Michael doesn’t play an instrument other than plucking on a guitar to write. He say’s "I just love to sing, I always have." Other than his dad and uncle’s band, his earliest influences was gospel group "The Deep River Boys" and the black R&B artists of the south. As a teen, he listened to Triumph and Journey. "Steve Perry is amazing, one of my all time favorite singers. As a kid, I could sound a lot like him, ya know, before a boy’s voice starts to change." We laugh as he tells me how he would practice singing in front of a mirror using a hairbrush for a michrophone. "Who hasn’t done that as a kid?" I said, as I confessed "I used a curling iron!"

Michael’s first performance in front of an audience was in Daytona about twenty years ago. Derek Trucks called him on stage for a song, he said he was so nervous, but absolutely loved it and knew this is what he wanted to do.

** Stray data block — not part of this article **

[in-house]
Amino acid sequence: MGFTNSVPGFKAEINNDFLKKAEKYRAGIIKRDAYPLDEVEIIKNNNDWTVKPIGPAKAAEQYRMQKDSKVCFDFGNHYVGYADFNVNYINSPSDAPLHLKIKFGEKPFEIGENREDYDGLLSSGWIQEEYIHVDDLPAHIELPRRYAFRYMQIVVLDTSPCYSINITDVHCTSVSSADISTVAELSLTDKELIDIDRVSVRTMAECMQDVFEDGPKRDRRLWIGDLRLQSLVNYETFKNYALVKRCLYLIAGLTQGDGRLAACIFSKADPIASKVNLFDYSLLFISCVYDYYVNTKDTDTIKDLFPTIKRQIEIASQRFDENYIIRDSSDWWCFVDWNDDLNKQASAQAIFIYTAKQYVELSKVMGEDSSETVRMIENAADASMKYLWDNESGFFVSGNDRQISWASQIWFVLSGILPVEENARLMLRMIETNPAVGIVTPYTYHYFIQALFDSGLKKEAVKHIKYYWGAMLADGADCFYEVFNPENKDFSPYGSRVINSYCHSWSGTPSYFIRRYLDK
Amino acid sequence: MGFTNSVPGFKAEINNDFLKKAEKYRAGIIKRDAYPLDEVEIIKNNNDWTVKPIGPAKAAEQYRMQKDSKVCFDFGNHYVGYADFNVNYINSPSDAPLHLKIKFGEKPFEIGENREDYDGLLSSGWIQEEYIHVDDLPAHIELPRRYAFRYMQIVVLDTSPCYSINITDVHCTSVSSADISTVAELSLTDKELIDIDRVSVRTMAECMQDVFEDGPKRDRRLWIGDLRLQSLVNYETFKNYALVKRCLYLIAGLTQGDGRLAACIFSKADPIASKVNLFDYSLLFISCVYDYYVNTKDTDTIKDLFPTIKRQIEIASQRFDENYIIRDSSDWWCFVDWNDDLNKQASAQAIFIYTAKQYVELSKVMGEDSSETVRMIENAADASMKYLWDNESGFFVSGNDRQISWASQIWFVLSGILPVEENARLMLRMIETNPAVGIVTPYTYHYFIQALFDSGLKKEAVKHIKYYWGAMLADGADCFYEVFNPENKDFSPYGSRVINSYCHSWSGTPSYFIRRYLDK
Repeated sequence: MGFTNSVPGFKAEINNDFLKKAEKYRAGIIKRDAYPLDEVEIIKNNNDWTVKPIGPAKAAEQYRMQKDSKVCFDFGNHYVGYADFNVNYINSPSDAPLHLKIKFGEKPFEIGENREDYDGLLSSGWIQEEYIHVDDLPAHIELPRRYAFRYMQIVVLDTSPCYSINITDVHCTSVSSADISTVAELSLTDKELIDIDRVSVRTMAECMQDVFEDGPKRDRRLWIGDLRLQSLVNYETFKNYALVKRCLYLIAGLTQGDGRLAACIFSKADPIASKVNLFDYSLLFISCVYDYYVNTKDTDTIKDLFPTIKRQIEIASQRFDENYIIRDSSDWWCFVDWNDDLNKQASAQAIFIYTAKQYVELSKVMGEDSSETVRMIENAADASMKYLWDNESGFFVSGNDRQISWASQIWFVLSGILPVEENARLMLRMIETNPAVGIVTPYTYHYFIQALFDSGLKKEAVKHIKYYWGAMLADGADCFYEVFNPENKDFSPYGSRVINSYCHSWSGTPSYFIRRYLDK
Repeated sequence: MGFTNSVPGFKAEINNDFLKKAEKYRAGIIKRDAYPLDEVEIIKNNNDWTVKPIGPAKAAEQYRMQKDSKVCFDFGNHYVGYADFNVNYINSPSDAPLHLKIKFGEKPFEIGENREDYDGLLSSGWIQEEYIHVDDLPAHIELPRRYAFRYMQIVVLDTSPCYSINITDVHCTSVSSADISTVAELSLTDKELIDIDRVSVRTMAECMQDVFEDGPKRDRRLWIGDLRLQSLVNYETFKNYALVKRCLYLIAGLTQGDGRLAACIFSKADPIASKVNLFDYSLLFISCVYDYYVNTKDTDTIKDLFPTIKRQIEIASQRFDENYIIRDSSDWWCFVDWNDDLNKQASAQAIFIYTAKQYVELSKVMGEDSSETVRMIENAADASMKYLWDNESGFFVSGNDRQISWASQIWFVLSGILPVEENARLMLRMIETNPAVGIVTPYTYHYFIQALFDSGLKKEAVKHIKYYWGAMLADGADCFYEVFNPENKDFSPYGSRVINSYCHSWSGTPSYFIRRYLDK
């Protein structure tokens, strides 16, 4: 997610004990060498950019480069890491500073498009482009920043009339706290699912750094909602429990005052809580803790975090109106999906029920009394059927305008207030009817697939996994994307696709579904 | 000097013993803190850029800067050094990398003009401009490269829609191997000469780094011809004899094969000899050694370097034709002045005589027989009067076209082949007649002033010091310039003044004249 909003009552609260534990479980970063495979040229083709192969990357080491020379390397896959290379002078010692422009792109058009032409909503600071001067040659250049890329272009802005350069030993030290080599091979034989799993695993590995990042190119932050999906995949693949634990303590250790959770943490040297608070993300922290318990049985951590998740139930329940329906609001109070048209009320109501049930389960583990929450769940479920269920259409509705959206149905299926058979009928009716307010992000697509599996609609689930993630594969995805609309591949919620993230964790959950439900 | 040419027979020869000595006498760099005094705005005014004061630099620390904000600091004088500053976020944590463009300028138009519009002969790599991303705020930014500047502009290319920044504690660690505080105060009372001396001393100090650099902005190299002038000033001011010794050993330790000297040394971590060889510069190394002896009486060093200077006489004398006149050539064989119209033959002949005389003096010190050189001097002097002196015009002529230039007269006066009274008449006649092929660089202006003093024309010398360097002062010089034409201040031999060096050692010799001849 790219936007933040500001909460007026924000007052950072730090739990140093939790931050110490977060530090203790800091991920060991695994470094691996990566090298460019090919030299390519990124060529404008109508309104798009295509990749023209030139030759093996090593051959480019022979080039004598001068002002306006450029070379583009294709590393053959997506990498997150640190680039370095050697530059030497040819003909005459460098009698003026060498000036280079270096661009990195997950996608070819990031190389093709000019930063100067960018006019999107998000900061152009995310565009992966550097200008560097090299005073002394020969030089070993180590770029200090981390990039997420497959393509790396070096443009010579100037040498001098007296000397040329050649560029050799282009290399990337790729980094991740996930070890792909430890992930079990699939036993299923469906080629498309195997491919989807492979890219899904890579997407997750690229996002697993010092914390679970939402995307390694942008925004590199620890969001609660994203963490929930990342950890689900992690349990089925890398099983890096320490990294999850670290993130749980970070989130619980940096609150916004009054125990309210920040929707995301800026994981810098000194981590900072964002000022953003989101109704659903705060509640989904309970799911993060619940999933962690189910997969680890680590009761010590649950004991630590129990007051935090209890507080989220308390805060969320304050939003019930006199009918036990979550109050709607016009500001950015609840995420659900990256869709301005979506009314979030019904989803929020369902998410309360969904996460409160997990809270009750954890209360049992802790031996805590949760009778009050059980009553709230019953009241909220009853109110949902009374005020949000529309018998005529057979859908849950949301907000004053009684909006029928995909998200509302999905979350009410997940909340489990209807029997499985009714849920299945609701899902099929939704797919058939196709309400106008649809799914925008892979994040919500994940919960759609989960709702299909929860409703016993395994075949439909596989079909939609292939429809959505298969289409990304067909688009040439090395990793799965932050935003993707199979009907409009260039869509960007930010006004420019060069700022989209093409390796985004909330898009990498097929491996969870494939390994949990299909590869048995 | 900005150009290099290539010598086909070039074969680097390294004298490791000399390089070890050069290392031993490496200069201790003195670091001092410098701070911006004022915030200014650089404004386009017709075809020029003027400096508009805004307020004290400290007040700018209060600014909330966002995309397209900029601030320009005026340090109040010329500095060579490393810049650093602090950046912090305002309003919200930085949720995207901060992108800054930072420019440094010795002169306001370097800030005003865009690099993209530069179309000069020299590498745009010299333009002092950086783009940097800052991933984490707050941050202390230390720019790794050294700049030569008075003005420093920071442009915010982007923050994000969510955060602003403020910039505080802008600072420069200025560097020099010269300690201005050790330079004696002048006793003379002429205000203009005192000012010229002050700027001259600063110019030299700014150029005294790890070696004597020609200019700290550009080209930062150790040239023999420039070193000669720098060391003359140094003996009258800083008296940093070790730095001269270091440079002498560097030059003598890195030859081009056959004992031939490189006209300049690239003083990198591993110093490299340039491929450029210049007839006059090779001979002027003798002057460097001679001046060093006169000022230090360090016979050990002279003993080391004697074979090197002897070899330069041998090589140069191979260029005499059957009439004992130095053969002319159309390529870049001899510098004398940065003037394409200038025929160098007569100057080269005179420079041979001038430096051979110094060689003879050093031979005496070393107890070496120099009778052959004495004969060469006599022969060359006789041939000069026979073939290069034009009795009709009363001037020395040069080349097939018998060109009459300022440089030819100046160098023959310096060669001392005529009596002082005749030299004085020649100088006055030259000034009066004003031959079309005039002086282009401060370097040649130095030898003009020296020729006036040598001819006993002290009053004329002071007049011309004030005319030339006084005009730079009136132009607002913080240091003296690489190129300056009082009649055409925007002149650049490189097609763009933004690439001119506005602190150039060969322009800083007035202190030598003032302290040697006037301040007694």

Adulthood brought Michael a twelve year marriage and two sons. In the 90’s he was front man for "The Michael Allman Band". He took a break from music and was in the trades as an electrician and carpentry framer, knowing that one day he would return to the stage. His sons are not in the music business, but a few siblings are. Of his brother Devon he says: "He is a hell of a guitar player, and the hardest working Allman!" "I have a lot of respect for him and his band "Honeytribe." Elijah Blue aka Philips Exeter Blue, has a band called Deadsy, "They have a different kind of sound, not traditional Allman style. Sister Layla is in a metal band, "Picture Me Broken".

Michael currently lives in Florida, this has been his fifth trip to Cleveland. He has not been to The Rock-n-Roll Hall of Fame, but is looking forward to it soon. He did enjoy the snow! Requesting his photo is taken in it, then teasing. "But the boots I’m wearing are for the sand!" LOL Michael, thanks for rubbing it in!

The Poor Elijah Foundation: